[2190-4286-9-76-1]

Figure 1: Polarizing microscopy images representing the planar–homeotropic transition in pure smectic A LC: a) U = 25 V; b) U = 35 V; c) U = 45 V. The frame height is 80 μm.

[2190-4286-9-76-2]

Figure 2: Polarizing microscopy images representing the planar–homeotropic transition in a colloid of smectic A LC + BaTiO3: a) U = 15 V; b) U = 20 V; c) U = 25 V. The frame height is 80 μm.

As mentioned above, the threshold voltage is determined from the capacitance–voltage measurements of the electro-optical cell initially having planar alignment. The threshold voltage corresponds to the voltage at which the capacitance of the cell or the effective dielectric permittivity starts to increase. Note that the latter is determined as the ratio ε = C/C0, where C and C0 are the capacitances of the filled cell and an empty cell, respectively. Figure 3 presents the effective dielectric permittivity as a function of the voltage for pure smectic A LC (circles) and a colloid of smectic A LC + BaTiO3 particles (filled circles). The threshold voltage (Uth = 18 V) of the colloid is almost one and a half times less than that of pure smectic A LC (Uth = 28 V). In addition, the colloid exhibits a slight increase (between 0 and 6 V) with a subsequent decrease (between 6 and 18 V) of the permittivity.

[2190-4286-9-76-3]

Figure 3: Voltage dependence of effective dielectric permittivity. Circles: pure smectic A LC; filled circles: smectic A LC + BaTiO3 colloid in the smectic A phase; diamonds: smectic A LC + BaTiO3 colloid in the crystal phase.

The sharp decrease in the threshold voltage with the addition of barium titanate particles can be due to two reasons: 1) an increase in the dielectric anisotropy; 2) the formation of a strong local field around the polarized BaTiO3 particles. The BaTiO3 particles increase the dielectric anisotropy of a smectic A LC by 1.2-times. The dielectric anisotropy of pure smectic A LC and the colloid measured at a frequency of 1 kHz and amplitude of 0.5 V gives ΔεLC = [Graphic 1] = 17.0 − 3.6 = 13.4 and Δεc = [Graphic 2] = 19.6 − 4.0 =15.6. In according to the Parodi model of planar–homeotropic transitions in smectic A LCs [15,19], the threshold voltage is determined by the relation:

[2190-4286-9-76-i1]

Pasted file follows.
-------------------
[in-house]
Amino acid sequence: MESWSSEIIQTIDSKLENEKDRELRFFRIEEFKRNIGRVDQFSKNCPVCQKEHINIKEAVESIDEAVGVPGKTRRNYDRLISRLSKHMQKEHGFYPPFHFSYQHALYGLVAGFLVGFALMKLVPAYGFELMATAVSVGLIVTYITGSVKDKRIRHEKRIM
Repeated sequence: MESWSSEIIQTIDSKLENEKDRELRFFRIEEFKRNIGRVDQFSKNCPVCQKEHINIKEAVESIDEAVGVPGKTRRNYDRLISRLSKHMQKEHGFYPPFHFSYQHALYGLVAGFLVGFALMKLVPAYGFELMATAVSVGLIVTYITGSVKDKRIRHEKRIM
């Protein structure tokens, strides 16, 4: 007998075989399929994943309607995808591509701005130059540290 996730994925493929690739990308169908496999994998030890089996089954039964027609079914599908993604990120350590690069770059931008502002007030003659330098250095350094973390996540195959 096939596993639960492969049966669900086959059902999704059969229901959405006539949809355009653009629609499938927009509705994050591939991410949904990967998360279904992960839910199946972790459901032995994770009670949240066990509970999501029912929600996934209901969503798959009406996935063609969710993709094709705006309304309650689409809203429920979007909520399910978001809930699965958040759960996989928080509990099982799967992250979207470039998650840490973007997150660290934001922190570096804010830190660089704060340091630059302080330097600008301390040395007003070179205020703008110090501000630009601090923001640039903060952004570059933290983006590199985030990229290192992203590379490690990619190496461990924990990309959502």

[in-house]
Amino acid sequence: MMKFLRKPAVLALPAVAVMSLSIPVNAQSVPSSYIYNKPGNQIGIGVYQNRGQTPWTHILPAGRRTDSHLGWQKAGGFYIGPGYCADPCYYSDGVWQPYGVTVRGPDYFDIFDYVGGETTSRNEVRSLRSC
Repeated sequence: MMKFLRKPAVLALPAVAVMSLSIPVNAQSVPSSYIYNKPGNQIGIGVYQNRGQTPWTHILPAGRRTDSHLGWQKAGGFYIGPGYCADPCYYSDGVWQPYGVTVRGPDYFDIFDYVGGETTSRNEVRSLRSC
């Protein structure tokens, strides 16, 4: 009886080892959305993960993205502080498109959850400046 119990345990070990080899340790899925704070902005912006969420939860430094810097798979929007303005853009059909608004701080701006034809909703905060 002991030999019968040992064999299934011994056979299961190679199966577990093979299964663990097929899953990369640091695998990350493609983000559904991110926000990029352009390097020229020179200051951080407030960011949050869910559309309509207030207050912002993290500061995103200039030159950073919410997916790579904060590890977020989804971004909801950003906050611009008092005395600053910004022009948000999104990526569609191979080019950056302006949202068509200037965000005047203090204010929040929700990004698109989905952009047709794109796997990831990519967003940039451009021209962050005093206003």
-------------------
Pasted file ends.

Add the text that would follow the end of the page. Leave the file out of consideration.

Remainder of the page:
(1)

Here, d is the cell thickness, l is the distance between smectic layers, K11 is the splay elastic constant and ε0 = 8.85 pF/m is the vacuum permittivity. According to [20], the BaTiO3 particles practically do not change the value of the elastic constant K11. Equation 1 shows that the increase in dielectric anisotropy by 1.2 times reduces the threshold voltage only by 1.1-times. In recent theoretical papers devoted to LC colloids [21,22] containing ferroelectric nanoparticles, the reducing of Fréedericksz effect threshold voltage was related to the modification of dielectric anisotropy of LC and the calculated decrease of the threshold was also insignificant.

The strong decrease in the threshold voltage by adding of ferroelectric BaTiO3 particles can be explained by the appearance of a strong local electric field around the polarized particles. At a voltage of 15 V and a cell thickness of 15 μm the electric field has the order E0 ≈ 106 V/m. Such values of the electric field polarize the BaTiO3 particles, i.e., switch them from a polydomain to a single-domain state [14]. Polarized particles create a local electric field,

[Graphic 3]

near their surface with εFP being the dielectric permittivity of the BaTiO3 particles. Taking into account that εLC, εFP and E0 are of the order of 10, 103 and 106 V/m, respectively, we obtain Eloc ≈ 108 V/m. Such a strong field around polarized BaTiO3 particles is able to cause a planar–homeotropic transition in a smectic A LC. Thus, BaTiO3 particles serve as centers from which the planar–homeotropic transition begins at relatively low voltages.